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BILL DWYRE

The Roger Federer freight train runs out of steam

Five-time U.S. Open champion loses his famed cool, just a bit, then seems to lose steam at the end of a stunning five-set loss to Juan Martin del Potro in the men's final.

September 15, 2009|BILL DWYRE

FROM NEW YORK — A U.S. Open tennis tournament that had something for everybody this year offered up one more juicy tidbit on its last day Monday.

Roger Federer lost.

That hasn't happened here in six years and 40 matches. He's like USC with a lead at halftime, Tiger with a five-foot putt.

But the man who played in all four Grand Slam tournament finals this year, winning the French Open and Wimbledon and extending his men's record for most major titles to 15, ran up against a new sheriff in town.

Riding high in the saddle was Argentina's Juan Martin del Potro, 6 feet 6 and even taller when he hit his forehand. The score was a seesaw 3-6, 7-6 (5), 4-6, 7-6 (4), 6-2 that gave him his first major title. Also a first prize, with bonus money, of $1.85 million.

For an announced crowd of 24,821 in an Arthur Ashe Stadium that seats 23,763 -- call the fire marshals -- this men's singles final was a 4-hour 6-minute roller-coaster ride.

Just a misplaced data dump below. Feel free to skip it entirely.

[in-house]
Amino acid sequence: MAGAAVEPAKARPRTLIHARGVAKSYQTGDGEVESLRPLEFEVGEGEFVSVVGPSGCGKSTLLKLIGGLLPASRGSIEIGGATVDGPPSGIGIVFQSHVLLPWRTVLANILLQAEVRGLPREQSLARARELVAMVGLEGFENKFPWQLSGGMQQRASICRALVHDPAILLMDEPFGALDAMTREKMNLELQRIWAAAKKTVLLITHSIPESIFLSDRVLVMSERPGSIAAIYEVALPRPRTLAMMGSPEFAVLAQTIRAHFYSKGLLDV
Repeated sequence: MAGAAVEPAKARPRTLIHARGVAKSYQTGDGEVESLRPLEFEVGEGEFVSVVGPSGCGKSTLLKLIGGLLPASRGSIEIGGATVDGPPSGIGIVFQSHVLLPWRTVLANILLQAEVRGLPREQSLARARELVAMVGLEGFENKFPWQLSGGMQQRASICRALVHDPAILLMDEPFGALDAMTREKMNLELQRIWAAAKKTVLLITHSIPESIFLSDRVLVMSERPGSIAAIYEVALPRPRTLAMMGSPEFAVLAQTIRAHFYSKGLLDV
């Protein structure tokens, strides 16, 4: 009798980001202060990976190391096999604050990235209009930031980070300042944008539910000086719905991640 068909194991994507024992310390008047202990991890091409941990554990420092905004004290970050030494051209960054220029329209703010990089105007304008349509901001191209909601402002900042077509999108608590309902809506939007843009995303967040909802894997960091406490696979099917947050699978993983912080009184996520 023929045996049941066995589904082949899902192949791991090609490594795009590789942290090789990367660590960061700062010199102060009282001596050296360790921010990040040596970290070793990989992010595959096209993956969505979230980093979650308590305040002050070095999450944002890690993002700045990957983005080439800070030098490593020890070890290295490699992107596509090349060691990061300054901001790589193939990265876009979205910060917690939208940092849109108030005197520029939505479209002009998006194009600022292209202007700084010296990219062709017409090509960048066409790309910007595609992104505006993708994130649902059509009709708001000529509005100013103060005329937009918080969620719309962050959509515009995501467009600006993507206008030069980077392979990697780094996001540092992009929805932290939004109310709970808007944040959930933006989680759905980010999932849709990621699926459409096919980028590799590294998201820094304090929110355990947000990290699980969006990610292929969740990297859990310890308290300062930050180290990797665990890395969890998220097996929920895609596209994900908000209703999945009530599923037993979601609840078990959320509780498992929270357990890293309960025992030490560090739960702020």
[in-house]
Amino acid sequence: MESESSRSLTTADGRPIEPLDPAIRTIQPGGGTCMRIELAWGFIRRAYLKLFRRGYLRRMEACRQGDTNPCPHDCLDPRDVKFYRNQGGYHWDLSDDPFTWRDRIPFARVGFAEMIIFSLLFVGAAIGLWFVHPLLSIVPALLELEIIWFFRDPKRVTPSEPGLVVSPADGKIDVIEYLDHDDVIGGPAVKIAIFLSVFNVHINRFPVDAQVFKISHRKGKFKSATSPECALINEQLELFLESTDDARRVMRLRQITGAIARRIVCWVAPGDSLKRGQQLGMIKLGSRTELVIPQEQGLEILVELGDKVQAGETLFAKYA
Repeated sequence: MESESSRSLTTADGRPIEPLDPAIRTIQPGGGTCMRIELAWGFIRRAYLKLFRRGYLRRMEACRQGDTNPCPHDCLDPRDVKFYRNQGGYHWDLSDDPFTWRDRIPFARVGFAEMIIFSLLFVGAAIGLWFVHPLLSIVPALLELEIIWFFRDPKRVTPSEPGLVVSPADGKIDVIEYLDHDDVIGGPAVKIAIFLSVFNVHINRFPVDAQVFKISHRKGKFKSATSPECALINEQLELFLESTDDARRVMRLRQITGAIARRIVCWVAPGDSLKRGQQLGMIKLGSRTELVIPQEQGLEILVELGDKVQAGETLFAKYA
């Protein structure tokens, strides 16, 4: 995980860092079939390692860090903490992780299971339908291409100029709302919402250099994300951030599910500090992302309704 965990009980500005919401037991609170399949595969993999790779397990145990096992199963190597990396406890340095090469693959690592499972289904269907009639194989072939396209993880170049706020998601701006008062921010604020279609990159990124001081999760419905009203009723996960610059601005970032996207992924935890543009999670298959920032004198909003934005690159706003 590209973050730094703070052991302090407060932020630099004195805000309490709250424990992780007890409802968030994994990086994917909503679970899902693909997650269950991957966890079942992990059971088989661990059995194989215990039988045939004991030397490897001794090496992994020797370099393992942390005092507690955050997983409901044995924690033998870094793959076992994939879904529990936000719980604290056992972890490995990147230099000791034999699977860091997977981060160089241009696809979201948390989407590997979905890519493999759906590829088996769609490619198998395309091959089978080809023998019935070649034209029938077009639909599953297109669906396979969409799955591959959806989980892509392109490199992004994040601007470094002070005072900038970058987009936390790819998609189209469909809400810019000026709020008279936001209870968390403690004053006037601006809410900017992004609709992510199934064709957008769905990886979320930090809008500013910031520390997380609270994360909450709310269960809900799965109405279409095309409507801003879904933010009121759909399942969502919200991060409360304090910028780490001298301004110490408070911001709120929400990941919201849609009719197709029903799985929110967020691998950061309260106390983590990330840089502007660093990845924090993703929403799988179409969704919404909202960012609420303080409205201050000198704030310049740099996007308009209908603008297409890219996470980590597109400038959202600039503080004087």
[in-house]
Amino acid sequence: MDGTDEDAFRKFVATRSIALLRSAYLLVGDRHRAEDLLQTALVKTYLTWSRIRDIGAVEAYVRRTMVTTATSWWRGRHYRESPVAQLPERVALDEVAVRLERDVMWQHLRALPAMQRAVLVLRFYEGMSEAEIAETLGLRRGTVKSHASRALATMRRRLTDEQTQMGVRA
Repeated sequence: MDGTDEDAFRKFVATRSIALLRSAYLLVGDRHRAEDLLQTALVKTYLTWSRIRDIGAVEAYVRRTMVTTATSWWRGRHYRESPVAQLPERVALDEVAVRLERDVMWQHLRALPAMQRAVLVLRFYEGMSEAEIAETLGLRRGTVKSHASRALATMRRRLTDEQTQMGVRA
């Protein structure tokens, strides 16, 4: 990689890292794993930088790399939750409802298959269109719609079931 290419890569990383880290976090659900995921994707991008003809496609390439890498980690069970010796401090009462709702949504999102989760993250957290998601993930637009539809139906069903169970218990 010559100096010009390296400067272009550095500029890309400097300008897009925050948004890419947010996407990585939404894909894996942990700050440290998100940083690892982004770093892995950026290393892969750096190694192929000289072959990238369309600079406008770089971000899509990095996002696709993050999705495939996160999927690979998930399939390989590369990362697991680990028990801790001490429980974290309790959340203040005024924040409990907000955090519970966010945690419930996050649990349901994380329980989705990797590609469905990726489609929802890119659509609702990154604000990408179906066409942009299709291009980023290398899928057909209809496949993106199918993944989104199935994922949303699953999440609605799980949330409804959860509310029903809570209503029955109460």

Federer won the first set and looked his usual invincible self. Del Potro looked like somebody not quite ready for prime time.

Federer got up a break in the second set by looking the same. Then he had a little tussle over a close call while serving for the set at 5-4 and 30-all. Del Potro hit a forehand near the line, the linesperson called it out and Del Potro's challenge, after a longer delay in his decision-making than Federer would have liked, showed the ball ticking the line. A key eighth of an inch.

Federer hates the Hawkeye camera more than anybody on the tour, and this one really seemed to irk him.

"The mark was out," he said. "But apparently in. I mean, I don't know what to say. This thing is so ridiculous, anyway. I see the ball landing. I see the ball hanging, and then it's called out."

He made it clear that he wasn't blaming that for his loss, but it had to be unsettling to go from one set up and serving at set point for a second, to break point and eventual loss of the set.

Things seemed to unravel a bit for Federer after that, even though Del Potro double faulted twice to lose the third set.

"I start to think bad things then," Del Potro said.

But once the enthusiastic and slightly unruly crowd -- there always seems to be somebody yelling in the middle of each player's service toss -- got really into it, pushing Del Potro as it pushes every underdog here, Federer had a battle on his hands that he eventually lost. And he lost even though he got to within two points of the match 3:11 into it, with Del Potro serving at 4-5 in the fourth set.

Afterward Federer, in a way few others can, found perspective.

"I'm not too disappointed," he said, noting he's had a great summer run. "I thought I played another wonderful tournament. Had chances to win but couldn't take it. It was unfortunate."